• Senior Thesis, Honors Thesis, Capstone Experience, or Student Teaching required of all graduates.

  • Most get department, college, or university support

  • Assessment

    • Alumni survey: overwhelming majority said it was a good or excellent experience

    • Exit interviews: very challenging, but often a defining undergraduate experience

  • Requires a lot of faculty time


Senior and honors theses

Senior and Honors Theses


Capstone projects

Capstone Projects


Majors

Majors


Physics education

Physics Education

  • Used to complain about the preparation of our entering students

  • Realized, we were training most of their teachers

  • Allies and colleagues

    • student preparation

    • recruitment

  • Great TA’s

  • Stimulate department discussion of teaching


Relationships

Relationships

  • strong support from college and other departments

  • good cooperation with College of Education

    • gave us an FTE to hire teacher education specialist

    • we help them a lot with supervising student teaching and many committee assignments

  • students get strong reinforcement from faculty about choice of secondary teaching (class and research groups)

  • these are sometimes some of our best students (Carolyn Evans)


Decision on physics education major

Decision on Physics Education Major

  • all of the students I interviewed made final decision about major after coming to BYU

  • majors

    • some from other physics majors

    • many from other departments (flexible entry)

  • introductory courses matter a lot

    • pedagogy

    • engagement


Departmental support

Departmental Support

  • full-fledged students (Spring Research Conference Award winners)

  • rewards for excellence in tutoring labs, etc.

  • mentoring (teaching and research groups)

  • “every way we can”

    • facilitate late entry into major

    • ask students and TA’s for opinions on teaching

    • personalize courses to their interests (paper topics, for instance)

  • students need to feel valued, cared for, and assisted


Cultural helps

Cultural Helps

  • service-oriented school

  • strong culture of teaching

    • department

    • missionary experience

  • strong emphasis on families

    • secondary school teaching often a good choice for students who want to spend f a lot of time with families

  • momentum (word of mouth)

  • many different reasons for making choice


Other factors

Other Factors

  • Methods class taught by someone with classroom experience

  • Shared core courses

  • One physics teacher responsible for whole group

  • Excellent relationships with local schools

  • Weekly “group meetings”

    • build apparatus

    • talk about salaries

    • discuss job opportunities

    • answer questions


Change of culture

Change of Culture

  • Five years ago we averaged a couple of physics graduates a year

  • Major change

    • hired good people

    • shift in department culture

    • concerted effort

  • Now average about 12 physics education graduates a year

  • 5% of total U.S. physics education graduates in 2006


Alumni survey recruiting

Alumni Survey—Recruiting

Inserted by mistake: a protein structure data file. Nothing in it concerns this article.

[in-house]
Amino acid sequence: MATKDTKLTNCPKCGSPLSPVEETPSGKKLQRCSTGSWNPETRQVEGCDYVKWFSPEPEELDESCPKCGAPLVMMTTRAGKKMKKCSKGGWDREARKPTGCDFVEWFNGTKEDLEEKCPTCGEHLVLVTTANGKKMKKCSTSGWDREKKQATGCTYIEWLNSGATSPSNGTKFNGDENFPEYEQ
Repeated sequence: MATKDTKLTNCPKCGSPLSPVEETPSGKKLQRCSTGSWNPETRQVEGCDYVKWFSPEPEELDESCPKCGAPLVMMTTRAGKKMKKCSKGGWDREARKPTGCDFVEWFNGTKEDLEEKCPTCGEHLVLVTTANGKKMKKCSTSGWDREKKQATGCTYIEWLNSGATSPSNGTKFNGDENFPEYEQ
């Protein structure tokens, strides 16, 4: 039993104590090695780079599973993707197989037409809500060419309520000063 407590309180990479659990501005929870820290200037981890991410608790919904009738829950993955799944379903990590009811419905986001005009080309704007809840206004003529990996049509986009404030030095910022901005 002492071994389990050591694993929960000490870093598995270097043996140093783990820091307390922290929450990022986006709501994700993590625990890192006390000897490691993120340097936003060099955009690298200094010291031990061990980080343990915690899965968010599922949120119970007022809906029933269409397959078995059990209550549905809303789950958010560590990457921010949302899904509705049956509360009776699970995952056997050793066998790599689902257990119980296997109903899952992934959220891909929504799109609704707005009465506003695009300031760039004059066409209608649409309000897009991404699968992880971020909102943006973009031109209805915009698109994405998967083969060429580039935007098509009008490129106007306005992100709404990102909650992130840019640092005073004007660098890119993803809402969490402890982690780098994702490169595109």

• Personal enrichment (91%)

  • Reputation of faculty (29%)

  • Reputation of program (36%)

  • Interest in subject area (100%)

  • Influence of family (39%)

  • Influence of other students (13%)

  • Influence of faculty members (20%)


When students chose major

When Students Chose Major

  • Before college 53%

  • Freshman year 21%

  • Sophomore year 14%

  • Junior year 4%

  • Senior year 1%


Why students chose major

Why Students Chose Major

  • Direct interest in subject (53)

  • Understanding how things work (48)

  • Indirect Interest

    • Math (23)

    • Other field(4)

    • Flexible/Broad major (17)

  • Difficulty

    • Challenge/Intellectual Stimulation (22)

    • Aptitude (10)


Choosing a physics major

Choosing a Physics Major

  • Disciplinary Characteristics

    • Fun(13)

    • Religious/Aesthetic Reasons (10)

    • Problem solving (9)

    • Hands-on (8)

    • Fundamental, logical, concrete, meaningful, creative surprises

  • Financial

    • Career good (4)

    • Scholarship (1)


Recruiting influence of others

RecruitingInfluence of Others

  • High School Course/Teacher (23)

  • College Course

    • Introductory Course (14)

    • Caring Faculty (2)

  • Family (6)


Why students kept major

Why Students Kept Major

  • Continued interest in subject (69)

  • Community: Professors (28), Students (11)

  • Inertia/Perseverance (23)

  • Challenge/Reward/Growth/Prestige (23)

  • Research Experiences (10)

  • Job/Career (8)

  • Broad Subject, Options (7)

  • Aptitude (6)

  • Still fun (5)


Other reasons to stay

Other Reasons to Stay

  • Predictable subject (“not art”)

  • Like learning new things

  • Organization of Department or Major

  • Increased understanding

  • Enjoy math or problem solving

  • Family encouragement

  • Want to help world or community

  • Religious motivations

  • Scholarship requirement


Summary

Summary

  • Many factors lead to a strong department

  • Department culture and relationships important

    • result from intangibles

    • passing these on to the next generation

  • Count the cost

  • Play to your strengths

  • Physics education defines our future